(Definition: The uncontrollable urge to publish everything)
Now let’s get serious, you won’t find ‘publishamania’ in a dictionary, I invented the word.
Yes, get crazy, invent a word, give it a meaning (Brigid Lowry). An enormous hit with students!
When I was studying writing at university I was privileged to have Pauline Buchanan, more than once, as my tutor. She is a firm believer in the power of students publishing their work. I followed her lead in the classroom, every piece of writing was published. Juicy Writing, as a once a week ritual produced a large volume of published work.
Our Early finishing activity was to complete publication of all writing. A hand in box stored half finished work, this prevented precious work from being lost in the dingy dark depths of someone’s desk. Books were assembled at the end of every week, spare pages available for those who lagged behind.
Students who had completed publication were encouraged to design cover pages, either a self drawn title/illustration or if a computer was available, in a digital format. Thus taking the pressure off you, the teacher. Colour card was used for the cover, the title/illustrations glued to the front. Some cover pages were laminated, some were not. The students work secured inside using a coil binding or simply stapled together. I was lucky enough to have a very munchy stapler.
As the year progressed the books of published work created a tantalising classroom display. They were a popular choice during SSR. Constantly in demand, admired by students, teachers and parents. Writing lined the walls and hung from wires that criss-crossed the room.
More Juicy Stuff
This ‘Starter’ has been used successfully, many times, with a wide range of students. If you are new to this site and unfamiliar with my learning outcome, success criteria and lesson outline please read my first post, “A Light Bulb Moment”. Follow the lesson outline, working to publication.
‘I Wish’ is particularly appropriate, we have all, at some stage, shared an “I Wish’. Share yours with the class.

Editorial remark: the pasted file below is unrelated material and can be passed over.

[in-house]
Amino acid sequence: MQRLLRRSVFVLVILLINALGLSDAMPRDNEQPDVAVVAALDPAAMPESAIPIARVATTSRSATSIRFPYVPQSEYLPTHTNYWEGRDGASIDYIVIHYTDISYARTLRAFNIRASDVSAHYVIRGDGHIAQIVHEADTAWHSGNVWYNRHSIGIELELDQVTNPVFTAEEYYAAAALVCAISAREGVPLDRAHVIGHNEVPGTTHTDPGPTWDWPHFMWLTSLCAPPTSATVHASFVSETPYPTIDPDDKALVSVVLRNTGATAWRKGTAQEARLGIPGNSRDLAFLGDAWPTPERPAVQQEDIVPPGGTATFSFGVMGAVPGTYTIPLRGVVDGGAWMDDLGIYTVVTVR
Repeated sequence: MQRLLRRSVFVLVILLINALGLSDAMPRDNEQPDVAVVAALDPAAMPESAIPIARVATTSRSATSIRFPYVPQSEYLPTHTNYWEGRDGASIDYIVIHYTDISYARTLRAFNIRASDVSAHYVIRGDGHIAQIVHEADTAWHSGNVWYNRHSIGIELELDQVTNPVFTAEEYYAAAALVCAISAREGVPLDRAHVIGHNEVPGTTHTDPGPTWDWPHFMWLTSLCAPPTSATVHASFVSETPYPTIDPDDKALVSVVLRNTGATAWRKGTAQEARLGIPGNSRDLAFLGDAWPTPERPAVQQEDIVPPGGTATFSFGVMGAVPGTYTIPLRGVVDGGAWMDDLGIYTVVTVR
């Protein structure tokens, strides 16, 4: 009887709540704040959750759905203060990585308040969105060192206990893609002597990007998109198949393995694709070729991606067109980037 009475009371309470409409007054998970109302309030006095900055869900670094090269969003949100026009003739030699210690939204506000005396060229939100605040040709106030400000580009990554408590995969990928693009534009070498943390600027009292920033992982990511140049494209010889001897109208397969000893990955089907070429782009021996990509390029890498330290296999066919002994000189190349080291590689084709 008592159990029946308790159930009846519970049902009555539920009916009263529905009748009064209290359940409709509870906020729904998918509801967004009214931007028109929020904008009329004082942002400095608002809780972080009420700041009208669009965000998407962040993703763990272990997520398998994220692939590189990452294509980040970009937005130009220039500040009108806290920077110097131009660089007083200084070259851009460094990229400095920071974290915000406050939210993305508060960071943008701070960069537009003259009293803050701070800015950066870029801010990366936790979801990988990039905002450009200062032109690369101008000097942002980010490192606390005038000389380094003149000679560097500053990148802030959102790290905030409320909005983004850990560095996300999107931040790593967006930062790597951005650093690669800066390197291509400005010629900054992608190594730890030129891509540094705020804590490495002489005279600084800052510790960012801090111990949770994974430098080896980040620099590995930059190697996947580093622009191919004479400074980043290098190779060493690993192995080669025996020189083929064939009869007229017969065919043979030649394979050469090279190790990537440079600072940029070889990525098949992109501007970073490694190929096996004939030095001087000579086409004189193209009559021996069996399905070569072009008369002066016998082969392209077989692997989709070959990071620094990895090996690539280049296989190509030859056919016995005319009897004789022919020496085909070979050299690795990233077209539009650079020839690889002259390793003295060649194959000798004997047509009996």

My exemplars are often quite lengthy, they weren’t an example of what I expected from my students. However, I would frequently see words or phrases from my writing appear in students drafts.
Word lists (lists of adjectives) became an essential part of our writing lessons. When I was teaching full time I subscribed to Enchanted Learning, at US$20 a year, it was worthwhile. Among the vast array of resources on the site are word lists. The Positive and Negative Word Lists are very useful during Juicy Stuff. My students used them frequently.
Choose 6 descriptive words as your focus for the lesson. Discuss meanings; solicit student input, record class ‘I Wish, on the whiteboard, smart board etc. During individual work it was common to find my less confident writers lying on the floor at the front of the room, copying down some of the ideas. I never discouraged this practice. As students language tool box develops their confidence in their ability to write independently improves.
- Teacher Exemplar
- Template to publish
Prior to introducing Juicy Stuff, I was never happy with the support I was giving every student. It was difficult to have a productive learning conversation, written feedback was often not read. Juicy stuff is short, sharp and more often than not, sweet. With time I discovered I could see every child in a lesson. They happily lined up, chatted with each other about their writing while they waited. Most importantly they shared it with me, valuable learning conversations became part of our routine.